Anime DVD of the Week: . Anime lovers looking for the intense and weird need look no further than this release from Geneon: you've got a city beneath the world, a girl who can see the future, and a pit fighter who's lost a couple of limbs. This volume sets up the corrupt world we're going to be exploring later, and also the idea of the titular technology that allows for the cybernetic replacement of arms and legs. Ichise, the recipient of these new limbs, has plans. And you get the idea they're not necessarily cheerful. Get on board now.
Adverse Video of the Week: . If you're looking for a film to slap you senseless with a religious agenda, look no farther than this adaptation of a Frank Peretti kiddie novel. Peretti's probably most famous among people who think for having written This Present Darkness, in which we learn that all of the bad things we do in life are caused by demons riding around on our heads and sinking their claws into our minds--these are demons called "Lust" and "Greed," naturally. The only thing scary about this film, sadly, is author Peretti stepping in and playing one of the teachers. Bonus feature covers spider wrangling. No, I'm not kidding.
Animation DVD of the Week: . Sure, there's only three animated shorts to be had on this edition from Buena Vista, but they're fun and backed up with some choice bonus features. You see, these are shorts that McCartney worked on the music for, voices for and also served as executive producer. The shorts "Tropical Island Hum," "Tuesday," and "Rupert and the Frog Song" are here, as well as an interview with McCartney, a making-of docu, line drawings and more. Kids will enjoy them and so will fans of Paul.
Docu DVD of the Week: . Carpenter, Craven, Cronenberg, Hooper, Landis, Romero, Savini--directors who have all turned out films considered to be the best of the horror genre. This docu from New Video theorizes about what could have spawned such mayhem--namely, that these beloved whackos are merely products of their time. True, on this site, a docu about the cultural importance of the horror genre is probably preaching to the choir--but still, it's a good flick to view.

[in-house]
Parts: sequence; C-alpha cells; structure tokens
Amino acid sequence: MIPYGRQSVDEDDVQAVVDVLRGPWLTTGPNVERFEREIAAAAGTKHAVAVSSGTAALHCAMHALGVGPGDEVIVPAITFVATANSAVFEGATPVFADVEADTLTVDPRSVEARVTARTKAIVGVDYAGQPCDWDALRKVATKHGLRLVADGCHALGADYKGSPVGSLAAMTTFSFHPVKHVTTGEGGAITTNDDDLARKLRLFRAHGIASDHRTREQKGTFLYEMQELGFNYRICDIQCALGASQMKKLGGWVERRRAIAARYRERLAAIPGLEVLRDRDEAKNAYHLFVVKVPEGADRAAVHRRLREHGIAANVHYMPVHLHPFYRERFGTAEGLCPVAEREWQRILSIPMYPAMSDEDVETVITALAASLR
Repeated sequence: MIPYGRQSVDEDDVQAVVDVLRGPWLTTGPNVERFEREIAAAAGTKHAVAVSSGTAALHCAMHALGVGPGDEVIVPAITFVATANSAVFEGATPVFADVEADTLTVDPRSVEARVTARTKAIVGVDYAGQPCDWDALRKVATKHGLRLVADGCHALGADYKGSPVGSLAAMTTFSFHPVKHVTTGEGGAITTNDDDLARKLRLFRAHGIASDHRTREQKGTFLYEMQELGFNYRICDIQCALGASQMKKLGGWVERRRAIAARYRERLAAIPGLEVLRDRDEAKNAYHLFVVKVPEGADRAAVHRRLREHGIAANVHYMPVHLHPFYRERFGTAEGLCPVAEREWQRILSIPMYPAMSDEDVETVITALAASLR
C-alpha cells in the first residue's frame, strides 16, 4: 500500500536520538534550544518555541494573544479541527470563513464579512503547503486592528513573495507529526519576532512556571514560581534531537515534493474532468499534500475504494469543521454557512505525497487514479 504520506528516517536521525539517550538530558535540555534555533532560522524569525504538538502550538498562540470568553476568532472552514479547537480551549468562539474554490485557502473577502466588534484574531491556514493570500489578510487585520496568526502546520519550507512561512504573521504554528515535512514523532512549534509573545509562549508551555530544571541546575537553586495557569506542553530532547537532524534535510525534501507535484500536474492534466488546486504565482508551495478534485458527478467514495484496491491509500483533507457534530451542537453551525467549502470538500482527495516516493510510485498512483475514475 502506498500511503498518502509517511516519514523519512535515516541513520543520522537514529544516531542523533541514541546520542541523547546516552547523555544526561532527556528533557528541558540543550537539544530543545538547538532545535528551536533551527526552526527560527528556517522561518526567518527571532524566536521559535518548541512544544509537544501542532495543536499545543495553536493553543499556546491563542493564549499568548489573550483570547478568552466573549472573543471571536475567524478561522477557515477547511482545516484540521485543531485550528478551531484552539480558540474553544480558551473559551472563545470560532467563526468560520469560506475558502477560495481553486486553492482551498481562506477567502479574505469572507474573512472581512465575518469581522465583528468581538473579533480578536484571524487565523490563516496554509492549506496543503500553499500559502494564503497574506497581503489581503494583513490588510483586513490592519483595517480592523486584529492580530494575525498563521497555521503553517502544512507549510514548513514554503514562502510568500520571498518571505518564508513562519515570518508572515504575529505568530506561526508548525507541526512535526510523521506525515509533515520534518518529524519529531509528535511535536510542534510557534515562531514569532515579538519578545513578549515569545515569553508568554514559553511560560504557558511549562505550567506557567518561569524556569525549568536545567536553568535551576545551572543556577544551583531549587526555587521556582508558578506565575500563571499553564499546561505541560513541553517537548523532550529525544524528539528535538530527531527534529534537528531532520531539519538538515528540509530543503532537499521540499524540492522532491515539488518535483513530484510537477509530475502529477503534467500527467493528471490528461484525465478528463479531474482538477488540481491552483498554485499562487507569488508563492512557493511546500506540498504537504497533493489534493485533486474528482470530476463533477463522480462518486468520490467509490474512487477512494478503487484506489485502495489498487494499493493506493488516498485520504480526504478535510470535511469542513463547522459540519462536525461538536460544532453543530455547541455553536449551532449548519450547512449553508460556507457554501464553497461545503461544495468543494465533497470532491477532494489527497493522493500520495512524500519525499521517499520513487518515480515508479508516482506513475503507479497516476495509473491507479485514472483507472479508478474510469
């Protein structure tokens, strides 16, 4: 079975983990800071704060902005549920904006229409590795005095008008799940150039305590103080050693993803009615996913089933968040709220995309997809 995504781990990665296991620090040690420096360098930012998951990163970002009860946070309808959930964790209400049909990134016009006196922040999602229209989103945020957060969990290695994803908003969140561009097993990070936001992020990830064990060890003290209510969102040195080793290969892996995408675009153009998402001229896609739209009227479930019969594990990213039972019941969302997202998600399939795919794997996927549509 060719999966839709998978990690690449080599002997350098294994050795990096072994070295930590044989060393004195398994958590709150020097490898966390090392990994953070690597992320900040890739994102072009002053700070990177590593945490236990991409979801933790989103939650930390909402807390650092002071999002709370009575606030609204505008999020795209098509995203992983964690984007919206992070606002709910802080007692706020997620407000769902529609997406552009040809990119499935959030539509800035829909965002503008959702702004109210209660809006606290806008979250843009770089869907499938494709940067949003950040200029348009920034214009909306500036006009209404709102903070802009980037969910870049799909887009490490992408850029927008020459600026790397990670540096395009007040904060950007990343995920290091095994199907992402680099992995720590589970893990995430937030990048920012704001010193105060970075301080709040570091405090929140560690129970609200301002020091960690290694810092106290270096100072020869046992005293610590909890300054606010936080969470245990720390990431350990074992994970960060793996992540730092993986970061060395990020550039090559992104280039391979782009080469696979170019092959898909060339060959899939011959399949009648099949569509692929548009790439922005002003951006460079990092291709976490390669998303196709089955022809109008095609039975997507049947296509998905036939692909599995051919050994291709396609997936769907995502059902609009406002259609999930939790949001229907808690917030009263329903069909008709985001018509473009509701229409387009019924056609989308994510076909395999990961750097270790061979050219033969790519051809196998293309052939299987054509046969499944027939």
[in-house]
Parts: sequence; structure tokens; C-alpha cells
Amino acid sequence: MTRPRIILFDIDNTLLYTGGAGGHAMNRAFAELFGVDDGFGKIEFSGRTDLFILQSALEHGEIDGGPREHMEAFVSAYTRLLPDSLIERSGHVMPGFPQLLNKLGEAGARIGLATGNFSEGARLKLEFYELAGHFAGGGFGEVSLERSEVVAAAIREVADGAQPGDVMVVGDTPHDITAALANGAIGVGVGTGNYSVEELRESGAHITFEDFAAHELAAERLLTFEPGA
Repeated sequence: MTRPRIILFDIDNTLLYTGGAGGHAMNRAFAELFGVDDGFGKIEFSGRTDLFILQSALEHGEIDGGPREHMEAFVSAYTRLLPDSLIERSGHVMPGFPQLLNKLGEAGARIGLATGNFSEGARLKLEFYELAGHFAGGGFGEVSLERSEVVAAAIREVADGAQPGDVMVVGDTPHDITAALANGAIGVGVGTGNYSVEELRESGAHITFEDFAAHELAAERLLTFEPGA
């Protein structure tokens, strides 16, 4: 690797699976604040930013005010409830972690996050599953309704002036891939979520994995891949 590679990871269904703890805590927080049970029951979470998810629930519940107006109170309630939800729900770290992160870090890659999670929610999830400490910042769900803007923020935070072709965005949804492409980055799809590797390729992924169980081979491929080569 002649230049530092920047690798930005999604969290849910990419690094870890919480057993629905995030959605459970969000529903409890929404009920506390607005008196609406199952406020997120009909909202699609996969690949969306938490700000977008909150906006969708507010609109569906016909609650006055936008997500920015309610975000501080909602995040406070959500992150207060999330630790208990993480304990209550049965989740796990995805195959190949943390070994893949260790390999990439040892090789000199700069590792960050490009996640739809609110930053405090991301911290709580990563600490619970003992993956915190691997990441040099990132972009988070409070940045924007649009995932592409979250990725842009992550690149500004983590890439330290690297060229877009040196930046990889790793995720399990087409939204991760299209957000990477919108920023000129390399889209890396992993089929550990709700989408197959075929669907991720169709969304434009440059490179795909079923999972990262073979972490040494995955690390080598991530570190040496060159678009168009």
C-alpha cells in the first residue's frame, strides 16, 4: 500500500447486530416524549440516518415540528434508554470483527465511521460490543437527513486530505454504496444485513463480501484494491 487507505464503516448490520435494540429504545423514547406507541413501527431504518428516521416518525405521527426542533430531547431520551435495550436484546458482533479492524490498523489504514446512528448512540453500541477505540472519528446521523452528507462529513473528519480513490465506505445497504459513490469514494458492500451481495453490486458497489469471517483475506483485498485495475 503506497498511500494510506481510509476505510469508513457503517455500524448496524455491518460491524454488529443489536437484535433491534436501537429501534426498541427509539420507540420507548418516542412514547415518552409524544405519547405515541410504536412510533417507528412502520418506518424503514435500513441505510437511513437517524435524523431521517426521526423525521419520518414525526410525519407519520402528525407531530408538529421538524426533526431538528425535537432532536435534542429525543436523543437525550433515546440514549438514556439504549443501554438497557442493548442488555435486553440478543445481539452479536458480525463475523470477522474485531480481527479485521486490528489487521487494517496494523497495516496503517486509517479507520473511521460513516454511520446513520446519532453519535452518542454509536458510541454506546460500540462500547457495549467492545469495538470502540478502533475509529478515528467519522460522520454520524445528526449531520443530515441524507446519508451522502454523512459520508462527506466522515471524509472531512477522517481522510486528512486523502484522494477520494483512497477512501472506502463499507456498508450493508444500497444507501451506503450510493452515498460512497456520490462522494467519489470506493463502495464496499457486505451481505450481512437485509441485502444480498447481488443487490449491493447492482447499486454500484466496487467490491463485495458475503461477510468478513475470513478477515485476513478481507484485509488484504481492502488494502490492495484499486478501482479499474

Kung Fu DVD of the Week: . No, we haven't lost our minds. Yes, it's basically two Chinese pop stars vs. vampires. But c'mon, campy fun is still fun--especially when the film has a Jackie Chan cameo and Donnie Yen behind the action sequences. And our two leads do fairly well considering they're usually dealing with microphones instead of stakes. So if you're looking for some fun chopsocky that doesn't require much brain power, look no further.
Music CD of the Week: by Da˙de. Ah, Real World does a great job of keeping us happy. Case in point, this release from the Brazilian singer is filled with horns, percussion, tactical piano usage, bass and solid energy. It's a gorgeous blend of jazz and swing with great beats, and if you're looking for what to sample, "Canto de Ossanha" will blow your mind and "Muito Quente" will rattle it back in place. Definitely worth checking out.
Music Boxed Set of the Week: by Bob Marley & the Wailers. Hip-O brings you this boxed set of Marley goodness from before most people outside of Jamaica knew about the man--but he and his band were good before "Catch a Fire," and this set proves it. From the opening of the original "Concrete Jungle" through all three discs, you get some brilliant, classic stuff. Other songs to check out are "Lively Up Yourself" and "Small Axe." Essential.